Now I’m ready to cycle through this environment variable. However, If I just drop an iterator on top of the API query tool, the results from each subsequent query are going to overwrite the first. To create a full table with all of the data, I set up a transformation job to take the output from one URL, write to a master table and then append subsequent records to that Master Table.

A Closer Look at the Iterator Process

Let’s break down that process a little more and what it’s going to look like.

Job 1 – Create an Output_Iterated table where we can append iterated records (and call Job 2):

output_iterated table in Matillion

Job 2 – Have Matillion run through URL 1 (

  1. Run API query
  2. Write to xkcd_output
  3. Call Job 3

Matillion run URL query

Job 3 – Take xkcd_output table and write to Output_iterated table:

writing data to output_iterated table in Matillion

Let’s walk through each of those in a bit more detail.

Creating an Output_Iterated Table

The first job, Conduct Iteration, uses a Create Table component called Output Iterated. I manually input the column names in my XKCD dataset. Next in this job, I want to point Matillion to Job 2, which is the Comic URL Input orchestration job we created above, so I drag that in the workflow.

I’ll want to iterate Jobs 2 and 3, but we’ll come back to that more a little later. I need the result of Create Table components for the other jobs in this workflow, so I right-click on the Create Table component and run the component:

create table component and run

The second job was the result of the initial API query setup and calls a specific URL and writes out the results. With only one URL, the last component was an output table, but since I have multiple outputs that I need to append, I call Job 3.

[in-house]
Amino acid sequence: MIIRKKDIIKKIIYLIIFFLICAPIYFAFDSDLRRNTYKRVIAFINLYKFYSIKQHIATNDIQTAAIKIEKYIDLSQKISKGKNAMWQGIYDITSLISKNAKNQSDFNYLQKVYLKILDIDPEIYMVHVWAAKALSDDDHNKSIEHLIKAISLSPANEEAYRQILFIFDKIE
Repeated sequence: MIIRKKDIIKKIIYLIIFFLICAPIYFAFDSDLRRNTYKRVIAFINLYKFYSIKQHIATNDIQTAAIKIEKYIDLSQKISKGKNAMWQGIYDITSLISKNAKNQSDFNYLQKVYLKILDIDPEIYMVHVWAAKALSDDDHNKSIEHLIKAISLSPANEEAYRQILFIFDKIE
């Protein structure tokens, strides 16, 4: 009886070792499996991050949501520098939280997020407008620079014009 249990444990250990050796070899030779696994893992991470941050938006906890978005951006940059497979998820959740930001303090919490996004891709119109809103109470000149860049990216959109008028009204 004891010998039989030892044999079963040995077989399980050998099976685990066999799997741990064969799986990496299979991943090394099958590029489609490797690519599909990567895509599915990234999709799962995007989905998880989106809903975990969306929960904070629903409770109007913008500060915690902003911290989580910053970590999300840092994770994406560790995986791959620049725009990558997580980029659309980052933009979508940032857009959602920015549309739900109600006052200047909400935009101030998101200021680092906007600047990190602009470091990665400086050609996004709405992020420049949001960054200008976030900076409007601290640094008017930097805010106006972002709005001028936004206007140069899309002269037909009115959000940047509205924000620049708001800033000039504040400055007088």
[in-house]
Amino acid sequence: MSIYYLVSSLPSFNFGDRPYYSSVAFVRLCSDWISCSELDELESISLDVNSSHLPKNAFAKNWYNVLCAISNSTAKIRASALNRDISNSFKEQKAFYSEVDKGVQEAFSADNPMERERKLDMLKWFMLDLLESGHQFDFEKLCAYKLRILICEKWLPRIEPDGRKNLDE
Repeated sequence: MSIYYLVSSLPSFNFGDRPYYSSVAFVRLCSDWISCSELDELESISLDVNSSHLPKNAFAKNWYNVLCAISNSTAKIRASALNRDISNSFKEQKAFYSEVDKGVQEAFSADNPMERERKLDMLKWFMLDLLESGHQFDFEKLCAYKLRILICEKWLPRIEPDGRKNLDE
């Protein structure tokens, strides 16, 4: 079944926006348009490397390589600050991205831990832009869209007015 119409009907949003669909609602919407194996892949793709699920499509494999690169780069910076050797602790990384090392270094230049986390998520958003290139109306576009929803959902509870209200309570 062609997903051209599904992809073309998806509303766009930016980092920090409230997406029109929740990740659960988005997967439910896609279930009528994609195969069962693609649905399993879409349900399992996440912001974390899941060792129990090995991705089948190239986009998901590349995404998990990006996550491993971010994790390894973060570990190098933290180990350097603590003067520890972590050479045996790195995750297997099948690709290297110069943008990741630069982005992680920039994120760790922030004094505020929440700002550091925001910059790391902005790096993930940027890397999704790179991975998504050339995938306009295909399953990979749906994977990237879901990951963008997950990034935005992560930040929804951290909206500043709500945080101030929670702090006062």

Note: You will need to create the third job before you’re able to pull it into the second.

The last job is appending each individual API query to the master table; I take the xkcd_output that’s a result of the Comic URL Input and write it to the new table I created, Output Iterated. I ensure the column mapping between the two tables matches up in the Column Mapping properties:

column mapping in Matillion

column mapping in Matillion

Iterating Through the Full Process

The final step is to iterate through this entire process. Since my API defines each unique URL with a number, the loop iterator was exactly what I needed to pass that value to the API query. Since I also needed to loop through writing out the data from that query, I put the iterator on the Comic URL Input orchestration job within the Conduct Iteration job.

Setting up the properties of iterator, I’ve already set up the environment variable I want to loop through (urliterate) and can now set our Starting Value, End Value and Increment Value. I start with 10 to test my iteration job:

iteration job in Matillion

Now, my first Matillion project is complete! Below are the three jobs we’ve created:

Matillion project individual jobs

How Our Matillion Jobs Work Together

When we run our Conduct Iteration job, we create a table (Output_Iterated) to write out our final inputs to and kick off the first URL. For that URL, we go to the Comic URL Input job, pull the data using the API query, write that to our xkcd_output table, which then in our Write Iterator job writes to our Output_Iterated table.

From there, we go back to the Conduct Iteration job and start the second URL, which the API query gets data from and writes to the xkcd_output file (overwriting the first URL) in the Comic URL Input job. We then take this second value and append it to the first in our Output_iterated table in the Write Iterator job. We continue this process through all 10 (or n) URLs. From there, this data is output into Snowflake and I have all data from all 10 URLs:

iterator data in Snowflake

WOOHOO! Now, I can access this data altogether in Tableau or any other BI tool … any XKCD fans have fun ideas to explore?

More About the Author

Kathryn Bridges

Analytics Consultant